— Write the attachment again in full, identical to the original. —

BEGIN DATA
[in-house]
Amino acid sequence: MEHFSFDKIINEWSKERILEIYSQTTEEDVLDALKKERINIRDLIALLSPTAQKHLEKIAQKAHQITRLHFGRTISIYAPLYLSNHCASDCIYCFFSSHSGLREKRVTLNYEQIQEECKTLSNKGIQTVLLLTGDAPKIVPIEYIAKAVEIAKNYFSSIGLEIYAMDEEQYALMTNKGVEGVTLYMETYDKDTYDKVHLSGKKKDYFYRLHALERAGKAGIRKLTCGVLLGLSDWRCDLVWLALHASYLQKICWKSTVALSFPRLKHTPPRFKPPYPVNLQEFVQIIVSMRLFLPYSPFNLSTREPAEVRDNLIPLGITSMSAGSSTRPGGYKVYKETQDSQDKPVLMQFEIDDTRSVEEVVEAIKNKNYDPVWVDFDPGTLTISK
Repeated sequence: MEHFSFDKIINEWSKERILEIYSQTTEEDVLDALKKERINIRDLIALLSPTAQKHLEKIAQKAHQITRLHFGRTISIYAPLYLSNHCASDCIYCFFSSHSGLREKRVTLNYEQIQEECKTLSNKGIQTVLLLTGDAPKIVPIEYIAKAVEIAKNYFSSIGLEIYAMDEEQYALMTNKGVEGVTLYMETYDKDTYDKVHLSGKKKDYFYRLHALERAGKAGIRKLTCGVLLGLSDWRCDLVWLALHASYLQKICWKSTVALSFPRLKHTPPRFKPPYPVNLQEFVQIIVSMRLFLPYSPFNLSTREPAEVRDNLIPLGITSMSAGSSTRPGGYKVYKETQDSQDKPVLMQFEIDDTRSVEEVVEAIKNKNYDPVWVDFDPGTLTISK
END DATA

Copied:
[in-house]
Amino acid sequence: MEHFSFDKIINEWSKERILEIYSQTTEEDVLDALKKERINIRDLIALLSPTAQKHLEKIAQKAHQITRLHFGRTISIYAPLYLSNHCASDCIYCFFSSHSGLREKRVTLNYEQIQEECKTLSNKGIQTVLLLTGDAPKIVPIEYIAKAVEIAKNYFSSIGLEIYAMDEEQYALMTNKGVEGVTLYMETYDKDTYDKVHLSGKKKDYFYRLHALERAGKAGIRKLTCGVLLGLSDWRCDLVWLALHASYLQKICWKSTVALSFPRLKHTPPRFKPPYPVNLQEFVQIIVSMRLFLPYSPFNLSTREPAEVRDNLIPLGITSMSAGSSTRPGGYKVYKETQDSQDKPVLMQFEIDDTRSVEEVVEAIKNKNYDPVWVDFDPGTLTISK
Repeated sequence: MEHFSFDKIINEWSKERILEIYSQTTEEDVLDALKKERINIRDLIALLSPTAQKHLEKIAQKAHQITRLHFGRTISIYAPLYLSNHCASDCIYCFFSSHSGLREKRVTLNYEQIQEECKTLSNKGIQTVLLLTGDAPKIVPIEYIAKAVEIAKNYFSSIGLEIYAMDEEQYALMTNKGVEGVTLYMETYDKDTYDKVHLSGKKKDYFYRLHALERAGKAGIRKLTCGVLLGLSDWRCDLVWLALHASYLQKICWKSTVALSFPRLKHTPPRFKPPYPVNLQEFVQIIVSMRLFLPYSPFNLSTREPAEVRDNLIPLGITSMSAGSSTRPGGYKVYKETQDSQDKPVLMQFEIDDTRSVEEVVEAIKNKNYDPVWVDFDPGTLTISK